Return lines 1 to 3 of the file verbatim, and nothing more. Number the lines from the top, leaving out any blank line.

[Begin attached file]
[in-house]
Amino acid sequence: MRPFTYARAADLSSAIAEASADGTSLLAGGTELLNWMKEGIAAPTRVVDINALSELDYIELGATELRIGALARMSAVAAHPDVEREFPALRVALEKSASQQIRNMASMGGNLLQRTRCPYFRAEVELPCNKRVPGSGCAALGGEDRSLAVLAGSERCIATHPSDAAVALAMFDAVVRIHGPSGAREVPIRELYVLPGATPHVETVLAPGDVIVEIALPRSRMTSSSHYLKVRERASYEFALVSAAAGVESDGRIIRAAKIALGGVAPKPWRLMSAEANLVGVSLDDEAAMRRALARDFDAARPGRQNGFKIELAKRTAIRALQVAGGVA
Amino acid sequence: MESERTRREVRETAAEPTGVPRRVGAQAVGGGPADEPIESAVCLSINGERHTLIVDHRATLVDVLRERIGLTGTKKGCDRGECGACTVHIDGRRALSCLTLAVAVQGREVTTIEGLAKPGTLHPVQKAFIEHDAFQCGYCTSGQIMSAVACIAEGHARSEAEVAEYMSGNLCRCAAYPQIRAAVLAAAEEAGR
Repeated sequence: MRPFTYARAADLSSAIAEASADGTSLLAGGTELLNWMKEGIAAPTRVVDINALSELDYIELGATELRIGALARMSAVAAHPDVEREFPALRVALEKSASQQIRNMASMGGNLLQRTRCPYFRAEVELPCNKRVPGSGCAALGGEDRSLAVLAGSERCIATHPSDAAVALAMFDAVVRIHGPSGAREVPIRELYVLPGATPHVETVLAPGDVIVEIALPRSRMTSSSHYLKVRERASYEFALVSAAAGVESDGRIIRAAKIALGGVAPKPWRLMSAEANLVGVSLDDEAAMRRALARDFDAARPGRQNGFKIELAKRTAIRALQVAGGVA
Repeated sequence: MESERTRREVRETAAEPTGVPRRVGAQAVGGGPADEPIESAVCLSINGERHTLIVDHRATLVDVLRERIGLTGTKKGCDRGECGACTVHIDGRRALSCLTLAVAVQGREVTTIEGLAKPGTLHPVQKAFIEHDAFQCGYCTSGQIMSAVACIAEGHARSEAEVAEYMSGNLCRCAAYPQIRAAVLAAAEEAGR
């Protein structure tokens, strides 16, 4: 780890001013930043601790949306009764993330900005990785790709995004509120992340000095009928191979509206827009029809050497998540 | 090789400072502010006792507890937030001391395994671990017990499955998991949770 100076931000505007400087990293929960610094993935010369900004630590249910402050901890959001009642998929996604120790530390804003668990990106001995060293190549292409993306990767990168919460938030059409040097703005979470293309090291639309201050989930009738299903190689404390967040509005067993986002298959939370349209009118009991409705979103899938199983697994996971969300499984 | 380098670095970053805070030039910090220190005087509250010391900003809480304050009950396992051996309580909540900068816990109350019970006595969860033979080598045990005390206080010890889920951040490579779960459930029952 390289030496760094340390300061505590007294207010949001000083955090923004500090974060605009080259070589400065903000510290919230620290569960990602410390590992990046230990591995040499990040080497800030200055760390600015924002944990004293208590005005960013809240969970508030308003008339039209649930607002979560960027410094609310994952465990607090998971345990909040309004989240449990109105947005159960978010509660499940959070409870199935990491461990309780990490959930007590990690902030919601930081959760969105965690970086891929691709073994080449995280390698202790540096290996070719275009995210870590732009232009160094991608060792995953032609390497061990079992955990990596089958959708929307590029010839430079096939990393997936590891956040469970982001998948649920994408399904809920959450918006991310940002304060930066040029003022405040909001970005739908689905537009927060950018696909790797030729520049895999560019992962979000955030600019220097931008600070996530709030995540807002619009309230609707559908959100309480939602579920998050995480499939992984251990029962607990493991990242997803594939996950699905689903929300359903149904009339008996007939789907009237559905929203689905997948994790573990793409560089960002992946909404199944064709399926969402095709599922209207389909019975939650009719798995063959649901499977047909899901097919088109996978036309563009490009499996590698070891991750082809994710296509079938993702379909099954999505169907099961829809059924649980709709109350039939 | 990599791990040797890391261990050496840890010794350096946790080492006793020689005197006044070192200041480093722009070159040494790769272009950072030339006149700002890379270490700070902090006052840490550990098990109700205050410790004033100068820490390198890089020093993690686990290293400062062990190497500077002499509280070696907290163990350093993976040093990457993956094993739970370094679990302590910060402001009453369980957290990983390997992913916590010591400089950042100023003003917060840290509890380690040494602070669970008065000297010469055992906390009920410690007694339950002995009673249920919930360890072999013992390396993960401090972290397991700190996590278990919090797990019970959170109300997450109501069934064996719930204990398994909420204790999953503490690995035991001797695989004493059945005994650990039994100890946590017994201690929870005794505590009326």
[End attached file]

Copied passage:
[in-house]
Amino acid sequence: MRPFTYARAADLSSAIAEASADGTSLLAGGTELLNWMKEGIAAPTRVVDINALSELDYIELGATELRIGALARMSAVAAHPDVEREFPALRVALEKSASQQIRNMASMGGNLLQRTRCPYFRAEVELPCNKRVPGSGCAALGGEDRSLAVLAGSERCIATHPSDAAVALAMFDAVVRIHGPSGAREVPIRELYVLPGATPHVETVLAPGDVIVEIALPRSRMTSSSHYLKVRERASYEFALVSAAAGVESDGRIIRAAKIALGGVAPKPWRLMSAEANLVGVSLDDEAAMRRALARDFDAARPGRQNGFKIELAKRTAIRALQVAGGVA
Amino acid sequence: MESERTRREVRETAAEPTGVPRRVGAQAVGGGPADEPIESAVCLSINGERHTLIVDHRATLVDVLRERIGLTGTKKGCDRGECGACTVHIDGRRALSCLTLAVAVQGREVTTIEGLAKPGTLHPVQKAFIEHDAFQCGYCTSGQIMSAVACIAEGHARSEAEVAEYMSGNLCRCAAYPQIRAAVLAAAEEAGR